The third quarterfinal match at Euro 2012 takes place on Saturday June 23, at 2:45 p.m. ET in Donetsk, Ukraine. France has already played twice in Donetsk—a 1-1 draw against England and a 2-0 win over host Ukraine. Spain qualified in Poland.
Bovada has installed Spain as the strong favorite here.
They are at -130 on the moneyline, with the draw at +250 and France at +400. The point spread is at pick, with Spain at -330 and France at +250. The total is set at 2.5, and the "under" is very heavily favored at -180, compared to +145 on the "over."
How They Got Here
Spain is here thanks to winning Group C—something they were universally expected to do.
They opened up with something of a shocking result—a draw against Italy. They didn’t play their best in that game and seemed to not yet be focused on their task at hand—almost as if they were taking their advancement in the tournament for granted.
They had no such issues in their second game, when they beat Ireland, 4-0, in the most lopsided, uninteresting game in the entire tournament.
Their final game against Croatia was a bit of a scare, in the sense that they only scored the winning goal in the 88th minute, but they were very much in command throughout the game and played very well—especially defensively—despite the score.
It wasn’t the overall tour de force that many expected from Spain based on the expectations on them coming in, but they did what they needed to do and never looked like they were operating at anywhere close to their full capacity—except for very brief moments when they needed to. If they are as good as people think they are, then they have a lot left in the tank.
France has been all over the map in this tournament.
In their opener, they played to a spirited draw against England. They allowed the first goal but fought back quickly and played tight—though they benefited from an English attack compromised by the absence of Wayne Rooney.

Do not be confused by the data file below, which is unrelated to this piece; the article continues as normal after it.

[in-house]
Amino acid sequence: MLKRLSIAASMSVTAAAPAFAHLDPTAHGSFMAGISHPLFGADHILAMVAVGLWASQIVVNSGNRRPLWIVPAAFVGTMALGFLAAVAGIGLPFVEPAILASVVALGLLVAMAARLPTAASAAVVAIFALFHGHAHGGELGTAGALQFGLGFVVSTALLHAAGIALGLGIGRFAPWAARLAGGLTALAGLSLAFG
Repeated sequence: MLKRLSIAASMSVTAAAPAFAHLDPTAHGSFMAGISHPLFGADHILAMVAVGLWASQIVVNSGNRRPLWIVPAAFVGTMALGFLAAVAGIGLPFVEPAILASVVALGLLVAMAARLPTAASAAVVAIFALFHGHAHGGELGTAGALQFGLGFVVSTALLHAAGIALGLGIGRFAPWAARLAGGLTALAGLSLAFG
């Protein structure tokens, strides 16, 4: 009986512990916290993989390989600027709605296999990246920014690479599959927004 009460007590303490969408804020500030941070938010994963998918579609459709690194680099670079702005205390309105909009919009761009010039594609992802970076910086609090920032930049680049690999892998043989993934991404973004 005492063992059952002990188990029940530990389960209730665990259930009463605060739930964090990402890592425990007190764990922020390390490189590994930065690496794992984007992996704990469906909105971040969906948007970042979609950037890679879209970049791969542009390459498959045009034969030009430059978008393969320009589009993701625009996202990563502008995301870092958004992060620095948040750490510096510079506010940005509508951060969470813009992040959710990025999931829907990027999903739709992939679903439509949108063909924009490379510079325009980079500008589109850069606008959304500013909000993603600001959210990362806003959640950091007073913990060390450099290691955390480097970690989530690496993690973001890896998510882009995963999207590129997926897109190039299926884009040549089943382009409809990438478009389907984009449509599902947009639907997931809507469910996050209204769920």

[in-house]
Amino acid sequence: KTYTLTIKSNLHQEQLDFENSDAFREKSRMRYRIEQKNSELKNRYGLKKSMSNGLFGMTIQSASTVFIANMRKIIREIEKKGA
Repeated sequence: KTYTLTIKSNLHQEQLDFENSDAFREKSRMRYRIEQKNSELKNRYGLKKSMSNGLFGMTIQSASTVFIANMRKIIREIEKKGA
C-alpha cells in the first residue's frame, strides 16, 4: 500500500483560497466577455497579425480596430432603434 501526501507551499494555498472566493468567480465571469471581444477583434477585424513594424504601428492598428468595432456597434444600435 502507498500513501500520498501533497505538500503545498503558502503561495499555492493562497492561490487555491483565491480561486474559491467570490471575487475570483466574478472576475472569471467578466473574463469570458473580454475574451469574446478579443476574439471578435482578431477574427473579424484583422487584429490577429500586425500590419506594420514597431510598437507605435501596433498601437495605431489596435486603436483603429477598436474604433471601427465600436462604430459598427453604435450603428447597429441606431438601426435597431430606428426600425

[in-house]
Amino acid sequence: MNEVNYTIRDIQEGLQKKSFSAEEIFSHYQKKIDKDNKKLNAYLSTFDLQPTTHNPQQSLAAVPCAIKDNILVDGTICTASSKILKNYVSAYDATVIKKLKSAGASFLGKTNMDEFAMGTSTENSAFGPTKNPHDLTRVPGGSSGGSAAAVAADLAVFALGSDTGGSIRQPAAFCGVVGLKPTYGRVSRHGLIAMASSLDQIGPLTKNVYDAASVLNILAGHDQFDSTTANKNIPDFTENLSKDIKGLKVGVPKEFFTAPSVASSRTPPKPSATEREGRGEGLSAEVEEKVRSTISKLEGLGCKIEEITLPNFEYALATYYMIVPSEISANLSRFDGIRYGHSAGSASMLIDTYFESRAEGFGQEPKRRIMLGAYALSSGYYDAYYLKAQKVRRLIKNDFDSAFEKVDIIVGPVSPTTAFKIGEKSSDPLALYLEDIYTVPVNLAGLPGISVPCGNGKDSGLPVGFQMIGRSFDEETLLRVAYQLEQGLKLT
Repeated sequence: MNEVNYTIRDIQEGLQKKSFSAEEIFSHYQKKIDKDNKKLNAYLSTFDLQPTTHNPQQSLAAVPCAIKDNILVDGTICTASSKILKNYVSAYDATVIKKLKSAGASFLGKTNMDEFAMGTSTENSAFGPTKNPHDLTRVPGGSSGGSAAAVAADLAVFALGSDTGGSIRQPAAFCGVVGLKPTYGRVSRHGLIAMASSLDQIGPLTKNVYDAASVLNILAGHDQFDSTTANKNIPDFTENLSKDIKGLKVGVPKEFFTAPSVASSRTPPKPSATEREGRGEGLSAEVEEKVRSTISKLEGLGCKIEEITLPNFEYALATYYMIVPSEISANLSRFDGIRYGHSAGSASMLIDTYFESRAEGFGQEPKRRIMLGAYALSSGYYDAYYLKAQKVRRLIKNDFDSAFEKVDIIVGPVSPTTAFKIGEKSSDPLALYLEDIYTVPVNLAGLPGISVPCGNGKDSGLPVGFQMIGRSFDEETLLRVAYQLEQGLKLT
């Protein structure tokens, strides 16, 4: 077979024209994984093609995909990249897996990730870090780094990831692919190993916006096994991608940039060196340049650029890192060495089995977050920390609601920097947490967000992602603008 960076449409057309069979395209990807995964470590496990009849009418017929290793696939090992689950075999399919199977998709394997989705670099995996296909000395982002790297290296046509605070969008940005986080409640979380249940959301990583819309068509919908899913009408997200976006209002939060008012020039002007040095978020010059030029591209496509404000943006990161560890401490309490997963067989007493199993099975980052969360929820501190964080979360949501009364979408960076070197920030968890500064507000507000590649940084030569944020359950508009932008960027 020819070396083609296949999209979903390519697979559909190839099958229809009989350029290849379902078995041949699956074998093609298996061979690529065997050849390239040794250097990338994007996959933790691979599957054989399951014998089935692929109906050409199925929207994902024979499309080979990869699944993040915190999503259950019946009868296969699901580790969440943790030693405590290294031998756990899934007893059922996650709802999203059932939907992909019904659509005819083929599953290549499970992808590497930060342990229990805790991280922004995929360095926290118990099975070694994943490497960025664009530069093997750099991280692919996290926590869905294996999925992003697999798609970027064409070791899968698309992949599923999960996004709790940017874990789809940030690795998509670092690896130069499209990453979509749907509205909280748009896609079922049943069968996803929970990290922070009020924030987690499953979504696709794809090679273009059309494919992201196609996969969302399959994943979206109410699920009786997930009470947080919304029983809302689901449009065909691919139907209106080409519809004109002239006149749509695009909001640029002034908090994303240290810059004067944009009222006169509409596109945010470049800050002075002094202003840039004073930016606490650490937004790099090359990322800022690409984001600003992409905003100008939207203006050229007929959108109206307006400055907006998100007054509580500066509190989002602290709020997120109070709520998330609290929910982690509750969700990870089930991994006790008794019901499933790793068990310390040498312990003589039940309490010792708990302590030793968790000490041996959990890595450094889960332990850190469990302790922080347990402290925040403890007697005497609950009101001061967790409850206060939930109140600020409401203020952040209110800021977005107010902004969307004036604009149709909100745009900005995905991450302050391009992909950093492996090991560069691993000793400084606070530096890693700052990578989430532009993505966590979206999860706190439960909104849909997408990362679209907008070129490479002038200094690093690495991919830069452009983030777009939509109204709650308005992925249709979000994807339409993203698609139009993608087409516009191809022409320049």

In the second game, they played very well. Ukraine was riding high after a big opening win and playing in front of a very vocal home crowd, yet France scored twice early in the second half to put the game away. It was a strong effort.
What was mystifying, given that strong showing, was that they were so lousy in their last game.
As it turned out they didn’t need a win to advance, but they didn’t know that when their game against Sweden kicked off. They were unfocused, often looked disinterested and lost 2-0 in a game that they should have been able to win with ease. France may have looked like a team on the rise that could be a nice bet at a relative long-shot price, but that last game cast serious doubt on that.
What makes Spain so scary in their untapped potential.
They have had some good play at times from their best players, but they don’t have a single player who has played his best yet. Everyone can be better, and they have plenty of experience playing in the pressure of elimination rounds. They are already an incredibly deep and talented team, so adding in their ability to improve makes them tough to beat.
You could look at the upside of the roster as a benefit for the French as well.
Several players—most notably Franck Ribery and Karim Benzema—have not yet performed at the level we know they are capable of. They clearly need to be much better than they have been to have a chance against Spain, and we know that they have the potential to do so.
For France the biggest concern by far is a lack of leadership.
When this team was at the pinnacle of the sport, it was the play of guys like Thierry Henry that led the way on the scoresheet and in the locker room. Now, this team doesn’t seem to have a real identity or a clear leader, and that lack of leadership was on prime display in their no-show against Sweden. They are certain to face some adversity in this one, and I just can’t have a lot of faith that they can thrive in the face of it.
As for Spain, by biggest concern is that they have not yet shifted into a higher gear.
They have done what they needed to do, but they haven’t looked nearly as good as they can. They need to kick their game into a higher gear if they want to go all the way. In their last two major tournament wins, they have done just that, but up to that point, they had a long history of coming up well short of their potential.
Predictions and Betting Picks
I was skeptical about France heading into the tournament, and their play so far has only enhanced my concerns.
Spain was the second-best team in the field in my eyes before it all began, and if anything, that has only been reinforced because no one else has stepped up to challenge them. It would be a fairly significant upset in my eyes if France won.
Given the matchup, I like the value in Spain on the moneyline.